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Vale'ria, Gale'ria

the daughter of Diocletian and Prisca, was upon the reconstruction of the empire in A. D. 292 [DIOCLETIANUS] united to Galerius, one of the new Caesars, by whom she had no offspring, but adopted his illegitimate son Candidianus. After the death of her husband in 311 Valeria rejected the proposals of his successor Maximinus, who, having become enamoured of her person and her wealth, sought to gain her hand even before the established period of mourning had expired. She was in consequence exposed to the brutal fury of the disappointed prince, stripped of her possessions, and banished along with her mother to the deserts of Syria; nor could the earnest entreaties of Diocletian, whose end is said to have been hastened by the misfortunes of his wife and child, procure any alleviation of their misery. Upon the death of their enemy in 314, they repaired in disguise to the court of Licinius, to whose care Valeria had been consigned by her husband with his dying breath; but far from obtaining at Nicomedia the protection and honour which they anticipated, they found themselves, after witnessing the murder of Candidianus and of Severianus, compelled to provide for their safety by a precipitate flight; and having wandered for many months over various provinces in a humble disguise, were at length discovered at Thessalonica, probably in the year A. D. 315, where they were both beheaded and their bodies cast into the sea. It has been conjectured that Valeria and Prisca must at one period have betrayed some favour for Christianity, for we are told that they were the first persons whom Diocletian required to offer sacrifice to the pagan deities when he commenced his persecution; and Tillemont seems to regard all their subsequent sufferings as a temporal punishment for their weak compliance with the commands of the emperor.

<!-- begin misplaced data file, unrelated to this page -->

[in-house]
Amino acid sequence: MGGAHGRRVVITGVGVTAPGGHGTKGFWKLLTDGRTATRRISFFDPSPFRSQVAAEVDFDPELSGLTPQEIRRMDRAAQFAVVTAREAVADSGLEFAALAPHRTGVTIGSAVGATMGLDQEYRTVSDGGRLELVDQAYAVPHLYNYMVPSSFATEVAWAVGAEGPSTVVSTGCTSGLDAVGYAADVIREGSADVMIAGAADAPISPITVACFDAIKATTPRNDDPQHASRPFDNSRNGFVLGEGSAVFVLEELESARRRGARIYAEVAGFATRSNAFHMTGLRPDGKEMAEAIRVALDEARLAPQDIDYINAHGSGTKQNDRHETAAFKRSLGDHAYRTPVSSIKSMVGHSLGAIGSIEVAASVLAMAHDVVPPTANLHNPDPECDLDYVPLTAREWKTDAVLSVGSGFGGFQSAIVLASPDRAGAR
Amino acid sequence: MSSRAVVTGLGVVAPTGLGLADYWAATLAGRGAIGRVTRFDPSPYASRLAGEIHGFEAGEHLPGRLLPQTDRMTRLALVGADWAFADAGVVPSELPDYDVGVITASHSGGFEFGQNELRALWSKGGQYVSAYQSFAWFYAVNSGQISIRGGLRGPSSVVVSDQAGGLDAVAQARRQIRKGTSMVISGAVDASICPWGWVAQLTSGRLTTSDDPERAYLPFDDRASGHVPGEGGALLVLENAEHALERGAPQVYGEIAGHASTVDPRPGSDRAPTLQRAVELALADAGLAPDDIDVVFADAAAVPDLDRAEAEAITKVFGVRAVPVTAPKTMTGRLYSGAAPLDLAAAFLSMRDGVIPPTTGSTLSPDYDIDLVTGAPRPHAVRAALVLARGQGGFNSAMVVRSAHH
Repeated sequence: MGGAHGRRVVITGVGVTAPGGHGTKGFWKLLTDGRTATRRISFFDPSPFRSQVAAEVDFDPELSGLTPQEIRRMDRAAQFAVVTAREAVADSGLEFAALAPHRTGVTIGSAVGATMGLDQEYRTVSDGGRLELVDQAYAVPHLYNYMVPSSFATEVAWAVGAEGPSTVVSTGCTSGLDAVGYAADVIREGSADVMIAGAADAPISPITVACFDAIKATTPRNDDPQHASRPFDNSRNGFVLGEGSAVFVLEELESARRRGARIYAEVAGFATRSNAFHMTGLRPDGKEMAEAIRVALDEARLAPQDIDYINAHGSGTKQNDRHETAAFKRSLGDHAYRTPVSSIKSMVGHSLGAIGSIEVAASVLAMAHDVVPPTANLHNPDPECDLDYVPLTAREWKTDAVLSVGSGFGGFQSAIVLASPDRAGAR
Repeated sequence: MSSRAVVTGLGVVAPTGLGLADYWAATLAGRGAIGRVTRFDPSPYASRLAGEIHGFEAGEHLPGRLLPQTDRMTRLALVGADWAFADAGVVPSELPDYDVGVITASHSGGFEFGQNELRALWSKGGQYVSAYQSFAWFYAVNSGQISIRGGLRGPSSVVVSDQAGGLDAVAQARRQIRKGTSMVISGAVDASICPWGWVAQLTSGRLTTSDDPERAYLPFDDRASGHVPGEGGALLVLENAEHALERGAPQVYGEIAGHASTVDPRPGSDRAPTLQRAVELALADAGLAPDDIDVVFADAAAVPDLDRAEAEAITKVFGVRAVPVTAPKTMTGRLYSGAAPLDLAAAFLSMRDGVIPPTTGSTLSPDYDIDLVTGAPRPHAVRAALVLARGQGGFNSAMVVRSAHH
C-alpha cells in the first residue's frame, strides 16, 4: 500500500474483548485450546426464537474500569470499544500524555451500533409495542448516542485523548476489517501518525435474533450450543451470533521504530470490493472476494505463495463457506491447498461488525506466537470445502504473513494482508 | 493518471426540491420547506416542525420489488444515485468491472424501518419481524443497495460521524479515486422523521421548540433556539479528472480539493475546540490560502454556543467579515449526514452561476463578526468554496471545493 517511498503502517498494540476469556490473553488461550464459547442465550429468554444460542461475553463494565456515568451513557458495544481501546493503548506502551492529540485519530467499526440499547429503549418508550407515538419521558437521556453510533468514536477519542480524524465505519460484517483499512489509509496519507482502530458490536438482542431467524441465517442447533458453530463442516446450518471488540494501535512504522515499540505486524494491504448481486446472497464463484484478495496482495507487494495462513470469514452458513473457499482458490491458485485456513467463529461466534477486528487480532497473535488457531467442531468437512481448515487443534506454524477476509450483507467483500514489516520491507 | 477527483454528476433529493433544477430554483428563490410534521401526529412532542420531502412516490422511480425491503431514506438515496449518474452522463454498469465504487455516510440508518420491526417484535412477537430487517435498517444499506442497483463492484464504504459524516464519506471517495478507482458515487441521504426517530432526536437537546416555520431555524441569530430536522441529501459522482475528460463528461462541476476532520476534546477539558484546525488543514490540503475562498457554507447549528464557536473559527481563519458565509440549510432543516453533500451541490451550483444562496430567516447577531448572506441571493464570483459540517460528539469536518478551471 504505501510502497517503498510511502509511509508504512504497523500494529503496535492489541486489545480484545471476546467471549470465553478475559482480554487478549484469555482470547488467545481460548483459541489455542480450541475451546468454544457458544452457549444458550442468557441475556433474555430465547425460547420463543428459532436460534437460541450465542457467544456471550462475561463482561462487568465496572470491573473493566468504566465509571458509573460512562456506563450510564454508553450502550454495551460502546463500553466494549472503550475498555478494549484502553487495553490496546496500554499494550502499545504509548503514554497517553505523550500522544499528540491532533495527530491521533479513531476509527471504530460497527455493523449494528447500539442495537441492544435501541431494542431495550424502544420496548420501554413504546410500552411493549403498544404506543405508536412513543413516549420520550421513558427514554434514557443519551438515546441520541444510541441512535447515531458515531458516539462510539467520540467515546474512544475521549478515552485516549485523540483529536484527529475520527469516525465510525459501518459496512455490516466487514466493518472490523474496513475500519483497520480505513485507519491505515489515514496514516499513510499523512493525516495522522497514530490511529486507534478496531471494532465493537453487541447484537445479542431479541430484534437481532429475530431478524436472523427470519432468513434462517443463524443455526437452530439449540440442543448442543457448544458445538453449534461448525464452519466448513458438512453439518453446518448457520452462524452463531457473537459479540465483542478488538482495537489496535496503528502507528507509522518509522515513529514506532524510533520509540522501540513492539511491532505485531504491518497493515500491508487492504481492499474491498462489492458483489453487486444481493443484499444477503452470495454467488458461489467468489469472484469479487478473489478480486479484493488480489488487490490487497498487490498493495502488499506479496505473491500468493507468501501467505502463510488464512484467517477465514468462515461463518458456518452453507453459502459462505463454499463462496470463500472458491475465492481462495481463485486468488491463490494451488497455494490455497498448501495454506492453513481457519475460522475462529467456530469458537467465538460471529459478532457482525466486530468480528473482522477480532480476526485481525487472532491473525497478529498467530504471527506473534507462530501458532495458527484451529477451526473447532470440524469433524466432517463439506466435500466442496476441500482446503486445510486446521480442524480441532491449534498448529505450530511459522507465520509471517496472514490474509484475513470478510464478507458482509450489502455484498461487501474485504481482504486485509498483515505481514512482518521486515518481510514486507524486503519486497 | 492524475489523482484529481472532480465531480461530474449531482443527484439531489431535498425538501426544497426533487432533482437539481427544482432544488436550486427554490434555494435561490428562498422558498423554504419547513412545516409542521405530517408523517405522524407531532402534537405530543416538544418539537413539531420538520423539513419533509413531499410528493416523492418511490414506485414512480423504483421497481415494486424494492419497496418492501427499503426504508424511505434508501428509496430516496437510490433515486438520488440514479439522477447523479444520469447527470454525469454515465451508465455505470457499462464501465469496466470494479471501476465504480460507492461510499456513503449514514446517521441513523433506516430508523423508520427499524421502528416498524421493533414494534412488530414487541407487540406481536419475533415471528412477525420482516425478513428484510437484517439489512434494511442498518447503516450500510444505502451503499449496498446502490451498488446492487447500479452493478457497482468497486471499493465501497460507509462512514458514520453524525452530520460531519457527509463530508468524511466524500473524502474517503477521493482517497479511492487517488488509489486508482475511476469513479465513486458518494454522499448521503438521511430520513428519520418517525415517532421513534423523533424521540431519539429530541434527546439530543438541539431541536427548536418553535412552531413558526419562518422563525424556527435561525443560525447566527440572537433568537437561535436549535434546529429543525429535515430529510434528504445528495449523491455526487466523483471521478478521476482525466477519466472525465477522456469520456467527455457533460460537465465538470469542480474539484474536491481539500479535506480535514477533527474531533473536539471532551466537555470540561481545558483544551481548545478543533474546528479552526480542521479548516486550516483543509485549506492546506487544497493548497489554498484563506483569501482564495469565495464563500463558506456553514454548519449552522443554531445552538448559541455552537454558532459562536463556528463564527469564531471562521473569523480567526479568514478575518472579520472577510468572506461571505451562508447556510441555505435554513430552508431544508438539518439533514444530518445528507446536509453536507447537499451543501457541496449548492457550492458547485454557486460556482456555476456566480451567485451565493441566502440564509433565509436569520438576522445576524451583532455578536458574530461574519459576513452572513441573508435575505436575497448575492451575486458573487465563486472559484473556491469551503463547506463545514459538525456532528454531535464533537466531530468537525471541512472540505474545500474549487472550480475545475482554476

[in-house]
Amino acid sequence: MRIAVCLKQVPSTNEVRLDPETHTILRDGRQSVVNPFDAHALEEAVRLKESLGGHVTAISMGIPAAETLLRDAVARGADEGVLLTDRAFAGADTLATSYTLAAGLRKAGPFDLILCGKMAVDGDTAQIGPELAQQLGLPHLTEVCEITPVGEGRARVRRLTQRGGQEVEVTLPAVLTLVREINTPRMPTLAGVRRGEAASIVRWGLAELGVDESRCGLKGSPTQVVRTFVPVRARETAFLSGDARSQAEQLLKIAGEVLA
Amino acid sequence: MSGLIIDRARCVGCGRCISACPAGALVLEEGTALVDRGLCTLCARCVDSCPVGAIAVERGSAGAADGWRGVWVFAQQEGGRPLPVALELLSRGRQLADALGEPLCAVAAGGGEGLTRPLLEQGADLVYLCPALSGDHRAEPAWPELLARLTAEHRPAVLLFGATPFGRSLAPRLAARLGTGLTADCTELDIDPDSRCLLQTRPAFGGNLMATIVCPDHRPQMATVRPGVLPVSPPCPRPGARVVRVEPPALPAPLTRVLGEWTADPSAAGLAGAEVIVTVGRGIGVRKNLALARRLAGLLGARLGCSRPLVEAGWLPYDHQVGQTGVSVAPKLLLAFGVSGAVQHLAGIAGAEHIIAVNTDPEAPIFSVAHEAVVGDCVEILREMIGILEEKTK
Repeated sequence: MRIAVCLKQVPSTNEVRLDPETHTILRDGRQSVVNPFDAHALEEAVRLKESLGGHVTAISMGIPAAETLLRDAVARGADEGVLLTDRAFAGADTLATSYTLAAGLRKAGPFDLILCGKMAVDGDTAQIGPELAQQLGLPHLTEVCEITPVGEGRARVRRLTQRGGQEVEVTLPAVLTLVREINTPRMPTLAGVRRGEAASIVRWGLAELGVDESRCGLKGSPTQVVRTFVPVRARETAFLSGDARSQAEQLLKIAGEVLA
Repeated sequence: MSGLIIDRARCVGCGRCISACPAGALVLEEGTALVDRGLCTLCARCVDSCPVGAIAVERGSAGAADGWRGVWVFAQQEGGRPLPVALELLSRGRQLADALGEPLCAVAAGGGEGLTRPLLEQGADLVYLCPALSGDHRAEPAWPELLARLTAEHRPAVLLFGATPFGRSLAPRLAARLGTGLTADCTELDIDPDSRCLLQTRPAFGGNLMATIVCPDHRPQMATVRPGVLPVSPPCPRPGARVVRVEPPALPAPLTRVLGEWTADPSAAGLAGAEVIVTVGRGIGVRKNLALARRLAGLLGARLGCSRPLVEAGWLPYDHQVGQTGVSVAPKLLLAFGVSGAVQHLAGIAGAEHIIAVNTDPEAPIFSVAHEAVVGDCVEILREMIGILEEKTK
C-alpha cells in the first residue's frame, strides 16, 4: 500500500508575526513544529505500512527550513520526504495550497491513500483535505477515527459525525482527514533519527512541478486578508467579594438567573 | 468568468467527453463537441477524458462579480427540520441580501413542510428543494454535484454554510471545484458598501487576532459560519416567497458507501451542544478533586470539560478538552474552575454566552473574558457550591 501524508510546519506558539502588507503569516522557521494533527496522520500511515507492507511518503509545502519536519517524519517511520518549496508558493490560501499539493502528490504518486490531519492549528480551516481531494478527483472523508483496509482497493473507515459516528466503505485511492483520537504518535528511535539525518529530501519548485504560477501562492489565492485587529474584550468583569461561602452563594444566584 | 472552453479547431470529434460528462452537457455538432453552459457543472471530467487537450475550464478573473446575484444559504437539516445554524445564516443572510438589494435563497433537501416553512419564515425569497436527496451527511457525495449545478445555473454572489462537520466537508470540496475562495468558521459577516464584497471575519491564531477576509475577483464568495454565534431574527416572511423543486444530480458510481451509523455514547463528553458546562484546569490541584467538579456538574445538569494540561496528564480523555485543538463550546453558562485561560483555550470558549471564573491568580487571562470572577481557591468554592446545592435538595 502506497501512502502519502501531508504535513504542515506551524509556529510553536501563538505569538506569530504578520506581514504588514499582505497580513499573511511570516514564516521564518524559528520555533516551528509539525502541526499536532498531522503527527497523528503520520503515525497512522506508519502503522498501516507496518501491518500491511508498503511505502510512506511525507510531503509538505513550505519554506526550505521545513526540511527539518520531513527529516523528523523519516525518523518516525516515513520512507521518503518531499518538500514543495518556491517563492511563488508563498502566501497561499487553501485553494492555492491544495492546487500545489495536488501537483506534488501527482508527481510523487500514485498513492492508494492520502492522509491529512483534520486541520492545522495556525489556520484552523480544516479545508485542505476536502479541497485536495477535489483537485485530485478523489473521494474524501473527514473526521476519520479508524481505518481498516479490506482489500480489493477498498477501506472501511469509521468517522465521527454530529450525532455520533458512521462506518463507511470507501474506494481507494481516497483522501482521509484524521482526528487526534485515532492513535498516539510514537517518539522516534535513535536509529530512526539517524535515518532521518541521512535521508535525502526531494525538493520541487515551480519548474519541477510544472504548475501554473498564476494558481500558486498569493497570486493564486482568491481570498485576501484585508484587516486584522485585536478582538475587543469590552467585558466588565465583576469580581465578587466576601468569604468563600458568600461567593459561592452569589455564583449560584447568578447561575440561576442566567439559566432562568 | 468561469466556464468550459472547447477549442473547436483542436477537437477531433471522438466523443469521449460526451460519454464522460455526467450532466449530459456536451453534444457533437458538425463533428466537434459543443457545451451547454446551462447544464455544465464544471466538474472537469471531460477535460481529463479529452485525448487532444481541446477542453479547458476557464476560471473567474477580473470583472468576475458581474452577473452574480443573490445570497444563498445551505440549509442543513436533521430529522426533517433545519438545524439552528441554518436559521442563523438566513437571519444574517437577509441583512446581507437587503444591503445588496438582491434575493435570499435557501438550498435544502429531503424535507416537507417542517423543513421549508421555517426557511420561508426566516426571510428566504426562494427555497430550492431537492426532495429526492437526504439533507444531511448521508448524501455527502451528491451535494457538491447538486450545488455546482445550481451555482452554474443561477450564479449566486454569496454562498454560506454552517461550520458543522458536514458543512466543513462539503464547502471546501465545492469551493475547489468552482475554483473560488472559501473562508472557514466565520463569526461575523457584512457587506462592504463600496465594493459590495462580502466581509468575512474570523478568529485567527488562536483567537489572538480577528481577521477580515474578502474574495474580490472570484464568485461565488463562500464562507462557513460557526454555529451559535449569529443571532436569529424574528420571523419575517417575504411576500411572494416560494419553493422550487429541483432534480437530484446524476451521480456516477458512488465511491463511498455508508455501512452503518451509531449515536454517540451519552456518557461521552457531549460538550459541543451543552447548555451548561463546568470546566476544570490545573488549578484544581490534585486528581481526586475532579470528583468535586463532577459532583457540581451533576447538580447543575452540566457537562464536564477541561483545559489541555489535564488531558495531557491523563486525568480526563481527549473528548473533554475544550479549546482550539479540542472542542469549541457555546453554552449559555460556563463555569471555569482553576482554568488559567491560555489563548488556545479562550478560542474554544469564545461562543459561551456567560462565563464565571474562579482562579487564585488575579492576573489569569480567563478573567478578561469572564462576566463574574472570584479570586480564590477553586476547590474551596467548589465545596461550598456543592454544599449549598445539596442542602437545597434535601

Our chief authority for the history of this unhappy lady is the writer of the treatise De Mortibus persecutorum [CAECILIUS] (cc. 12, 15, 35, 39, 40, 41, 42, 50, 51), whose notices have been collected, combined, and cast in an imposing form by Gibbon in the fourteenth chapter of his history.


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315 AD (1)
292 AD (1)
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